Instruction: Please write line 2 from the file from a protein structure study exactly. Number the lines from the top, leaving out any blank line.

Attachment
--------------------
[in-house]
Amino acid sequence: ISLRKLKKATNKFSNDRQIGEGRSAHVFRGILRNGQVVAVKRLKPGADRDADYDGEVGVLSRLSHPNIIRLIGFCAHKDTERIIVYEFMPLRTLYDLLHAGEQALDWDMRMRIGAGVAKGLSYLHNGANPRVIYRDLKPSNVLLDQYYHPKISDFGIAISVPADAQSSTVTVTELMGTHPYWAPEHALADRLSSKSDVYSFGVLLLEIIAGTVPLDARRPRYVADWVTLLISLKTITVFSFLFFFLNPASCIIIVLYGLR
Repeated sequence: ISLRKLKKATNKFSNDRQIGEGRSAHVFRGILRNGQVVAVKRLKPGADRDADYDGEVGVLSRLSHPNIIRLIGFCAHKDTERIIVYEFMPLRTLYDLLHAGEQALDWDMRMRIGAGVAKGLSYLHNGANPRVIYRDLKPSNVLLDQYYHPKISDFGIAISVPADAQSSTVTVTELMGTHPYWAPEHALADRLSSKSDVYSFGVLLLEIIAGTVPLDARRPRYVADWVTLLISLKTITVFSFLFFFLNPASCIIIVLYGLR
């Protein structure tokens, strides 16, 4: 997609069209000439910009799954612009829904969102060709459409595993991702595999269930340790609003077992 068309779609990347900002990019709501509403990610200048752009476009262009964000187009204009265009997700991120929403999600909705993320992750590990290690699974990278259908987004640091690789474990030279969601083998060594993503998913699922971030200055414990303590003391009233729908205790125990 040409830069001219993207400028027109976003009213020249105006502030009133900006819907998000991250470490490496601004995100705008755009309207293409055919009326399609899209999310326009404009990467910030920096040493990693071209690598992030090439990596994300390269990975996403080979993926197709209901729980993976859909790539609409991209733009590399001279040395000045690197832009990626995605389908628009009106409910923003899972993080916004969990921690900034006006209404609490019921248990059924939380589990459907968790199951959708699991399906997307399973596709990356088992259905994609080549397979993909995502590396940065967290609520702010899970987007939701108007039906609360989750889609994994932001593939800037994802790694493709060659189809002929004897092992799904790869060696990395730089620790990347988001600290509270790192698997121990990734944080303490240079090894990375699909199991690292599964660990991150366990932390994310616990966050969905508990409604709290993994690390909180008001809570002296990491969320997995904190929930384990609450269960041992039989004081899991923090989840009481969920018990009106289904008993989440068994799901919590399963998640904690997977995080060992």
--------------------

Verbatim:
Amino acid sequence: ISLRKLKKATNKFSNDRQIGEGRSAHVFRGILRNGQVVAVKRLKPGADRDADYDGEVGVLSRLSHPNIIRLIGFCAHKDTERIIVYEFMPLRTLYDLLHAGEQALDWDMRMRIGAGVAKGLSYLHNGANPRVIYRDLKPSNVLLDQYYHPKISDFGIAISVPADAQSSTVTVTELMGTHPYWAPEHALADRLSSKSDVYSFGVLLLEIIAGTVPLDARRPRYVADWVTLLISLKTITVFSFLFFFLNPASCIIIVLYGLR